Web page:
Lovingly, God forgives sin, as with David’s, but there is a price to pay – the law of cause and effect. To wayward but repentant children, God converts the effect of our sin into needy purifying. As He dealt with David, so He’ll deal with us. He will forgive, but He may also use the rod. He will restore us to favor, yet require us to drink the bitterness our sin brings. We learn through David’s family tragedies that when we choose an action we also choose its consequences.

David’s bitter harvest started with Bathsheba’s newborn child. An innocent baby died for the sin of its parents and a three-fold prophecy unfolded as the prophet Nathan revealed God’s judgment. Because David despised God’s commands by murder and adultery, “the sword shall not depart from your house…I will raise up an adversary against you…your wives will be taken from you...and because you did this secretly, I will do this publicly...and the child will die” (2 Samuel 12:10-14).

God was not going to allow David’s pagan enemies conclude His King could have an heir through murder and adultery. All was fulfilled. The “stripes of the children of men” was God as Father disciplining His children for sin (2 Samuel 7:14). God was chastening David his chosen, while David’s own children are yet to face future repentance. For David, paying the price unfolded in his inability as a father to lovingly guide a polygamous household.

David’s innermost dilemma

When Amnon forcibly humiliated his half-sister similar to the way David treated Uriah’s wife, what could David do? He was looking in a mirror. In Amnon’s sin he was confronted by his own unbridled passion. In Amnon’s murder two years later, David encountered again his own blood-guiltiness with Uriah. Absalom’s fratricide might never have happened if David had taken measures to punish Amnon. But how could he administer the penalty due his son’s sexual impurity (Leviticus 18:6,9,29) when he had evaded it himself? How, too, could he punish Absalom for murder, when he himself had eluded the murderer’s fate?

Even in death there is failure

The account of David’s dying doesn’t illustrate a loving devoted family hovering around his bedside. Instead, cold-hearted political forces were at work. Adonijah, the next firstborn, is more concerned to be the next King than about his dying father. He initiates a crowning of himself supported by Joab the military commander and Priest Abiathar. How could a son be so uncaring, so openly ambitious? Perhaps it’s not too unlike family squabbles today over inheritance before one has even died! There is a poignant bracketed thought. His father had not rebuked him at anytime saying, “Why have you done so”(1 Kings 1:6). Proverbial wisdom leaps to mind again with, “Foolishness is bound up in the heart of a child; The rod of correction will drive it far from him” (22:15). And, “Do not withhold correction from a child, For if you beat him with a rod, he will not die. You shall beat him with a rod, And deliver his soul from hell” (23:13-14).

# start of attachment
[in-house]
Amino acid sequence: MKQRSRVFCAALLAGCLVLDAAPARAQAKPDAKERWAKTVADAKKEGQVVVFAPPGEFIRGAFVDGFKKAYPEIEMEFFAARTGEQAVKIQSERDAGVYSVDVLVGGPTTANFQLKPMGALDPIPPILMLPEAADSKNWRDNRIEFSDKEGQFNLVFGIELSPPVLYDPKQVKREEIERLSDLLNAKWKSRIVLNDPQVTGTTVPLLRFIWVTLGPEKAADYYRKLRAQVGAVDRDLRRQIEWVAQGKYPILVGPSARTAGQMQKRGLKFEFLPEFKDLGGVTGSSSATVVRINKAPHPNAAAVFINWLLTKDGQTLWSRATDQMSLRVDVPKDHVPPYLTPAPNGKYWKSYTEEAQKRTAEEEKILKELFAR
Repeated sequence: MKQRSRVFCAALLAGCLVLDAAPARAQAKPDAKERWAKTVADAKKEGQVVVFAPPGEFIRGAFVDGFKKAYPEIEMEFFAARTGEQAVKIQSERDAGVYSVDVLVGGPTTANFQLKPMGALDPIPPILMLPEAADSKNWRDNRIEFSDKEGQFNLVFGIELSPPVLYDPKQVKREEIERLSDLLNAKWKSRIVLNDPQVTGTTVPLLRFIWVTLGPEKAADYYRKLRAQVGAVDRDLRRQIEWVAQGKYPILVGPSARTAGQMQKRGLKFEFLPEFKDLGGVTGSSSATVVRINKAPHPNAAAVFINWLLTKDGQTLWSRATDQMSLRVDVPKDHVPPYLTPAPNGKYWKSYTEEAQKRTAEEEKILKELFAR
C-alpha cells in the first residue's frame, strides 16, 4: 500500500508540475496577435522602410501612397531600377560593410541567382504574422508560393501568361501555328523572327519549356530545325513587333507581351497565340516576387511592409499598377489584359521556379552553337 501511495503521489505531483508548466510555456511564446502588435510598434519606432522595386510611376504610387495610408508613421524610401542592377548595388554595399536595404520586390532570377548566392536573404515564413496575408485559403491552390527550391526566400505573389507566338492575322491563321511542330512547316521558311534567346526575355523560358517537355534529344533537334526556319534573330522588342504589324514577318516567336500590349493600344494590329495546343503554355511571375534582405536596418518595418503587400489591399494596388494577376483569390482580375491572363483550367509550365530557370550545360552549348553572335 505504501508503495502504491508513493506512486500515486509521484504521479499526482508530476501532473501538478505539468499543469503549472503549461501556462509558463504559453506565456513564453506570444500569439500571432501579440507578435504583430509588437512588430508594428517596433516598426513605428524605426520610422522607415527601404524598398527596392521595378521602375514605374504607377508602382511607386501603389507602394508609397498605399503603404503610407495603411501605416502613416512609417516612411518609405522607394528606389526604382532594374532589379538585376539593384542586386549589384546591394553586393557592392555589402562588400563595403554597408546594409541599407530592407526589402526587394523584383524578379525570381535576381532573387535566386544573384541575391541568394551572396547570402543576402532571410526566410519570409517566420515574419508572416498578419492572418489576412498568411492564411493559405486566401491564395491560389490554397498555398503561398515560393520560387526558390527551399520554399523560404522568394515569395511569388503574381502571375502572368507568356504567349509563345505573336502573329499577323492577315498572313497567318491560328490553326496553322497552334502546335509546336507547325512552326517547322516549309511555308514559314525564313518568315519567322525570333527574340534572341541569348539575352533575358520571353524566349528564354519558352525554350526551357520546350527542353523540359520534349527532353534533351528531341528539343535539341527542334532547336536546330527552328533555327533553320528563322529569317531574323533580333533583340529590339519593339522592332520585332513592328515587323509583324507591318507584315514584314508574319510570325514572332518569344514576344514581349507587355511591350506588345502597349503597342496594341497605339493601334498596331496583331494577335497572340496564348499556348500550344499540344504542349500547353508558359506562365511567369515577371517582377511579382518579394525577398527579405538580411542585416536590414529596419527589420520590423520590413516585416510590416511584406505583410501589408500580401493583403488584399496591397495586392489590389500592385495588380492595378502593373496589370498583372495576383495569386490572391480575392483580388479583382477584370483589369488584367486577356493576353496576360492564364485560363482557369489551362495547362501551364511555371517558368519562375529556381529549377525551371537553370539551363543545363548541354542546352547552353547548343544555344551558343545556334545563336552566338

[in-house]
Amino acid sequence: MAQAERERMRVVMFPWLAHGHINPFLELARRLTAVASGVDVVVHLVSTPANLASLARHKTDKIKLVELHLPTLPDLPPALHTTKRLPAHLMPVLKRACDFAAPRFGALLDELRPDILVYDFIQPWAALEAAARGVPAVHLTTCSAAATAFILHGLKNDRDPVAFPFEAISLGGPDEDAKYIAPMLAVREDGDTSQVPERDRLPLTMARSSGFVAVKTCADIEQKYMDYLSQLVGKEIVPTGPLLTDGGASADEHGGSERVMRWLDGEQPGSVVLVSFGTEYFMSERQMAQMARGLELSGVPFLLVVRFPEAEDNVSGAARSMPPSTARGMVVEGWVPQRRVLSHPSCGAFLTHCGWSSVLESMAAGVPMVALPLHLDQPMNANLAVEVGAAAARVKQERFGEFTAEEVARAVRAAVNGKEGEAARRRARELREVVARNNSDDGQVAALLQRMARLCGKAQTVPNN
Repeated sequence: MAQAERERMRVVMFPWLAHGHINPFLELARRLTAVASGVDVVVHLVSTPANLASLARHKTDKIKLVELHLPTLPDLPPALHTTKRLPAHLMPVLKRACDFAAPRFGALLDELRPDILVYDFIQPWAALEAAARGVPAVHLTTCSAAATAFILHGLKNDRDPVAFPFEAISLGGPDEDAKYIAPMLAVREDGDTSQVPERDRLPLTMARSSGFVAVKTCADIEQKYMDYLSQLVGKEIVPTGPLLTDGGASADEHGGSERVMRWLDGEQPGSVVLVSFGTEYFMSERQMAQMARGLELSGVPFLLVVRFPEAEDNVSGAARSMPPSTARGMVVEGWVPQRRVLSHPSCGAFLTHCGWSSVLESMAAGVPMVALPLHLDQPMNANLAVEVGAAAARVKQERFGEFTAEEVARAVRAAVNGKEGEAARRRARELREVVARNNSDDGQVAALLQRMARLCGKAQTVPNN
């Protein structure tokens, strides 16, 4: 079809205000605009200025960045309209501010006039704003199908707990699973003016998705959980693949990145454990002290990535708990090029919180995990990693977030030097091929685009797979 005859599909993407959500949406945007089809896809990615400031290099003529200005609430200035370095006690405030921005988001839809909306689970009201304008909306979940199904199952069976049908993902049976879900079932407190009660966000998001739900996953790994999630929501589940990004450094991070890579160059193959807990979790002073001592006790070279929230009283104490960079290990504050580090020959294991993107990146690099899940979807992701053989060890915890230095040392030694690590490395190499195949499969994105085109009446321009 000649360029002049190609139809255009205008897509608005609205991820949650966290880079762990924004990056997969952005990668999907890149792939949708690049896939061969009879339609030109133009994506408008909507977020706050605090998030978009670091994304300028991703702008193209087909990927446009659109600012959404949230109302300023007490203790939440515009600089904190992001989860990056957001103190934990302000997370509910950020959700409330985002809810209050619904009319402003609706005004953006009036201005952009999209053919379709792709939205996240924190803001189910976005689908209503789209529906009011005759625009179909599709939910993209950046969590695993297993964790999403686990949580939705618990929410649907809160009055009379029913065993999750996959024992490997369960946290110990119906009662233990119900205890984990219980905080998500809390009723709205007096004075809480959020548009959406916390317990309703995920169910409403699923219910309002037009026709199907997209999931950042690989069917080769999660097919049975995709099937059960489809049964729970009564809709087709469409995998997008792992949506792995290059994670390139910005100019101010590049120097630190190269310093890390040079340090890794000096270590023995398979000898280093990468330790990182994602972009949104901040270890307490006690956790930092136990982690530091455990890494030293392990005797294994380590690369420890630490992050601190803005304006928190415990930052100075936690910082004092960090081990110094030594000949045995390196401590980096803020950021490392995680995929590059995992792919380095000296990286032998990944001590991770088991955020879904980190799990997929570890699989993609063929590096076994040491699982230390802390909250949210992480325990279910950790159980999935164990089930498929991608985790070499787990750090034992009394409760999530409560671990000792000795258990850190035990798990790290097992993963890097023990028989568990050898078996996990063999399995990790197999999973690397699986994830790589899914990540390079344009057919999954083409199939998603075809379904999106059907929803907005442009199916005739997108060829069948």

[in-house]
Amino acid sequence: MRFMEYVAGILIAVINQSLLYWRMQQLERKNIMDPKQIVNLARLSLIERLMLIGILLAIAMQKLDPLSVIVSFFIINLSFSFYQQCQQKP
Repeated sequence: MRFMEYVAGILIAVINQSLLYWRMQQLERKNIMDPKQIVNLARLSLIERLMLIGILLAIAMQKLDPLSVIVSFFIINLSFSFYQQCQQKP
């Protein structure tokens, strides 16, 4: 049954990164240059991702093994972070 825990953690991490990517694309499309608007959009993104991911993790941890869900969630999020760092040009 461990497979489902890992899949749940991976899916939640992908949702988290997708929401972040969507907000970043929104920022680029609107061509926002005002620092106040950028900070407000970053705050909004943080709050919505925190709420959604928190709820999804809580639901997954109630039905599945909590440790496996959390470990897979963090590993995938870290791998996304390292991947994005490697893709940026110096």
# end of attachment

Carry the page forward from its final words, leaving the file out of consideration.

It leaves us with sobering thoughts about the importance of early childhood training. “The rod and rebuke give wisdom, But a child left to himself brings shame to his mother”(Proverbs 29:15), and “Correct your son, and he will give you rest; Yes, he will give delight to your soul” (verse 17).

David didn’t seem to get much rest from his children during his lifetime, as with many today. Despite our best efforts, increased child and family knowledge, we may also be thwarted by culture, passion and “the stripes of men.”

In the world to come, David will find rest and delight in all his children. And we too, like him, will share in that marvelous parental delight.